Meyer Sound Creates New Constellation - ProSoundNetwork.com

Meyer Sound Creates New Constellation

Berkeley, CA (November 3, 2006)--Zellerbach Hall at the University of California Berkeley campus is a 2,014-seat venue that regularly offers orchestral, chamber music, jazz, theatrical, dance, spoken word, operatic, and all variety of ethnic performances from around the world. It is also now home to the first Meyer Sound Constelation system.
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Berkeley, CA (November 3, 2006)--Zellerbach Hall at the University of California Berkeley campus is a 2,014-seat venue that regularly offers orchestral, chamber music, jazz, theatrical, dance, spoken word, operatic, and all variety of ethnic performances from around the world. It is also now home to the first Meyer Sound Constelation system.
The Zellerbach Hall at UC Berkeley now sports a Meyer Sound Constellation system.Offering that variety of music has had its drawbacks, as the venue, while certainly a “good” sounding room, is not always the ideal aural fit for every genre. “There are some instances, such as when a period orchestra like Philharmonia Baroque Orchestra performs, that I have wished we could modify the architecture of Zellerbach to better replicate the space in which the music was originally meant to be performed,” said Cal Performances’ Director Robert Cole.

The situation at Zellerbach Hall reached a turning point as Cal Performances approached a gala celebration of its 100th anniversary. The program for the evening was intended to portray the range of events presented by Cal Performances, and featured the Mark Morris Dance Group; San Francisco Symphony Music Director and pianist Michael Tilson Thomas accompanying Phantom of the Opera star Lisa Vroman; contemporary music ensemble Alarm Will Sound performing works of John Adams; and the San Francisco Opera Orchestra with a chorus of over 200 voices composed of the University of California Alumni Chorus, University Chorus and Piedmont Children's Choir.

The logistics for this spectrum of performance styles made it untenable to consider using the orchestra shell, while, at the same time, exemplifying the need for different acoustics that would compliment each performance. Cal Performances’ Gala came just as Meyer’s vision for multipurpose venues coalesced into a new approach to the challenge of their acoustics: Constellation electroacoustic architecture.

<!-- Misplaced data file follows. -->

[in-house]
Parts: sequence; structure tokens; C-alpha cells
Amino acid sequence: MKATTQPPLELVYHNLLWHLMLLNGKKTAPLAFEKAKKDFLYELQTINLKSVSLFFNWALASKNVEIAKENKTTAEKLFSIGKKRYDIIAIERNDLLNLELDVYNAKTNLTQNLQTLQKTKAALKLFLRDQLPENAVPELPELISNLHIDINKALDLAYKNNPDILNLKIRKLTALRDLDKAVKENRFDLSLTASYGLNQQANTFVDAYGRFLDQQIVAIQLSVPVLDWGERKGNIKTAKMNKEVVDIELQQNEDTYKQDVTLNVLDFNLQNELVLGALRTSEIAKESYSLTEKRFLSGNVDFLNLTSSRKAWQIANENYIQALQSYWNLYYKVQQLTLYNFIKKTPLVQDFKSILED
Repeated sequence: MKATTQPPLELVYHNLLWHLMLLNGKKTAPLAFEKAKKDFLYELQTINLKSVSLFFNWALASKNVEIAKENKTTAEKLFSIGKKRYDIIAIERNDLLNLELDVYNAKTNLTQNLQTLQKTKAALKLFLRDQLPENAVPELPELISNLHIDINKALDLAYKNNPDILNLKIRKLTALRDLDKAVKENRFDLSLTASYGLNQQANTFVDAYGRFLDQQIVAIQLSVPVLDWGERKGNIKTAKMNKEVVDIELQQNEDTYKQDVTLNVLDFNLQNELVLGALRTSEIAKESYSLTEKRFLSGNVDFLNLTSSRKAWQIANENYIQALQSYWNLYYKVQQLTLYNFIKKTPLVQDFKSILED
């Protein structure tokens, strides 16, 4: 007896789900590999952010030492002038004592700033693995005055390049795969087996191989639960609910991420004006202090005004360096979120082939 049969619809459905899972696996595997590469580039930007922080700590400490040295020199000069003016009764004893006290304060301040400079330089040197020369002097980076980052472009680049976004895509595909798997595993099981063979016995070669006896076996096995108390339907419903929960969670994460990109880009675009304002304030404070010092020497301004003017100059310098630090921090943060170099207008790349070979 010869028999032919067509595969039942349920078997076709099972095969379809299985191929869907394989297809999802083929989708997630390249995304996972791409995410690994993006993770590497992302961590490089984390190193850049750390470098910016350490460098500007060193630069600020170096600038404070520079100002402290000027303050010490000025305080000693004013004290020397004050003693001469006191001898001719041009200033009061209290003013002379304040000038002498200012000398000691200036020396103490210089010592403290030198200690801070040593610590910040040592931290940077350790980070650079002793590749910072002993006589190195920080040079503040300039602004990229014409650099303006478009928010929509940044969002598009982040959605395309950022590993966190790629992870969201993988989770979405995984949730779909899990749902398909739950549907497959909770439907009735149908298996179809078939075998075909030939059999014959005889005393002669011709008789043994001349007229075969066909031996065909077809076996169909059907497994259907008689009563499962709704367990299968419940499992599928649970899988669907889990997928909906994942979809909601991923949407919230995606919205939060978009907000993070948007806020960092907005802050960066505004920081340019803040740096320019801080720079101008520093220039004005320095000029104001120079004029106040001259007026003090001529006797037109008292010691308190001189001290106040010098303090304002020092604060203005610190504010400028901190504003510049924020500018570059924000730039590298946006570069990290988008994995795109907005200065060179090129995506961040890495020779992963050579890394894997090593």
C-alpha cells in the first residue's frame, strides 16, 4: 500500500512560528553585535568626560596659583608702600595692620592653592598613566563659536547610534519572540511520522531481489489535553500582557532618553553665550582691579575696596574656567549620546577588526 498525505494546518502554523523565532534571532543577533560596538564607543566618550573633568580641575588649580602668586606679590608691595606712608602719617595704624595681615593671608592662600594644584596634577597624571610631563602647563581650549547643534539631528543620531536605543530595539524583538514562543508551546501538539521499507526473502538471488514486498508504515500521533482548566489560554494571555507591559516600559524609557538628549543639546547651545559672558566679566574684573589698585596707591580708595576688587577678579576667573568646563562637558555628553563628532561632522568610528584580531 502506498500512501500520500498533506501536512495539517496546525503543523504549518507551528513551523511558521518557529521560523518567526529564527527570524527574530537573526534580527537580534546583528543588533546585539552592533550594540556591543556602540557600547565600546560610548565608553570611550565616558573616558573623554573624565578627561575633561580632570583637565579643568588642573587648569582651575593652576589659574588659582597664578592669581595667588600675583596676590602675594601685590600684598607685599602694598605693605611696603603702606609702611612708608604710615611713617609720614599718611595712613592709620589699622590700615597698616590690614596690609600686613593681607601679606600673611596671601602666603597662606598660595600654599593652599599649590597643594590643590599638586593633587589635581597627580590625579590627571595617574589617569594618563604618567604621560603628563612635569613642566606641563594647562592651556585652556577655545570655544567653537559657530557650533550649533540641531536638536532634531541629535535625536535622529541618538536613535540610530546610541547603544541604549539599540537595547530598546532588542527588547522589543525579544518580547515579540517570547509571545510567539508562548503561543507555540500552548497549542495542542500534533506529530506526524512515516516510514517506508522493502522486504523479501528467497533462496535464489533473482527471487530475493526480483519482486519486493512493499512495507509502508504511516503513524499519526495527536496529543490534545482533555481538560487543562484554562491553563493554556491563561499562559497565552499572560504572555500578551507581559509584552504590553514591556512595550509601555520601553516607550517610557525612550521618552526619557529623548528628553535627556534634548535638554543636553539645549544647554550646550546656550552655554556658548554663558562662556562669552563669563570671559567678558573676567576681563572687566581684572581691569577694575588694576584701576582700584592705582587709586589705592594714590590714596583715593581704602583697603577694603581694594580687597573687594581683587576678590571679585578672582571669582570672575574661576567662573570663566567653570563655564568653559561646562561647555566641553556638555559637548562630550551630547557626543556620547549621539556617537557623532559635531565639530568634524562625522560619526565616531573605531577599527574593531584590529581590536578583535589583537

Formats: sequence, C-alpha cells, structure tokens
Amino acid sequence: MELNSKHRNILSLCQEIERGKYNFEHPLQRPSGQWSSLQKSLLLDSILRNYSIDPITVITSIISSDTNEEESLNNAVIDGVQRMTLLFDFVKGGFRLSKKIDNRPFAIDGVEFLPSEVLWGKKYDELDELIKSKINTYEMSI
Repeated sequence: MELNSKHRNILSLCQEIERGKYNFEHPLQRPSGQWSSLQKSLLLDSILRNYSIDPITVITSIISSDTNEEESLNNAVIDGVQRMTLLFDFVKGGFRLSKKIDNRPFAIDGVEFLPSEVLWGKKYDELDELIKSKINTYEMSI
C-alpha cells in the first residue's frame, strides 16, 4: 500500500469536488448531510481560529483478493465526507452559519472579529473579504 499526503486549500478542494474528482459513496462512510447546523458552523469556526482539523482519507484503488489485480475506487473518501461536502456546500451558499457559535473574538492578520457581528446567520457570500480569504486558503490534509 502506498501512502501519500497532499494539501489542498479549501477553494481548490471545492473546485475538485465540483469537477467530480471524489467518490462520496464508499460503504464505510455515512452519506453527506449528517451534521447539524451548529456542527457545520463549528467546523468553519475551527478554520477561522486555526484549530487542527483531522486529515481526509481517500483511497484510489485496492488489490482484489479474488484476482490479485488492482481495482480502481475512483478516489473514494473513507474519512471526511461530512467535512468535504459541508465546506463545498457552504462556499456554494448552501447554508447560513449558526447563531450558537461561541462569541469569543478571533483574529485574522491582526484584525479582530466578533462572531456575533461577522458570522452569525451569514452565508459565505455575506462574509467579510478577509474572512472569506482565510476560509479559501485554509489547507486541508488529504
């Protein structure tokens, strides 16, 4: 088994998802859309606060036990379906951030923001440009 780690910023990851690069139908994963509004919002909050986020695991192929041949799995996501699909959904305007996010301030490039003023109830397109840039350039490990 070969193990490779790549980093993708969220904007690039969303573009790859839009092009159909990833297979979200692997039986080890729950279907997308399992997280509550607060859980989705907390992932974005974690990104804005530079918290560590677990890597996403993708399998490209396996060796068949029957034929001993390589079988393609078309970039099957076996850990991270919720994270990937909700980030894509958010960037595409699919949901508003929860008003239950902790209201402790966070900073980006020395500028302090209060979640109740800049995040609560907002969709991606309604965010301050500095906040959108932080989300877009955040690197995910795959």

Constellation employs Meyer Sound’s VRAS variable room acoustic system processor in combination with newly designed Stella loudspeakers and Constellation microphones certified by Meyer Sound. Each installation is designed and specified for installation, and tuned by professionals certified by Meyer Sound. Since Constellation incorporates a regenerative component (meaning that the hall’s acoustics are an integral part of the system), design and tuning must be carefully performed to the specific needs and characteristics of each venue.

Meyer Sound President/CEO John Meyer and a hand-picked team of high-level Meyer Sound staff worked with Cole and his team to define the system’s goals and design. The system that was installed included an onstage “orchestral shell” system to provide musicians with the all-important early reflections that promote a sense of ensemble, as well as the house system, to give audiences supplemental reverberation and early reflections.

The system has now proven itself with the Gala and recently with the highly successful U.S. premiere of Mark Morris’s production of Henry Purcell’s King Arthur. “Given the huge range of events we have coming up this season,” said Cole. “We are looking to Constellation to give us flexibility in pursuing our ongoing objective of achieving the finest possible musical and artistic results in every performance we present.”

Meyer Sound Laboratories
www.meyersound.com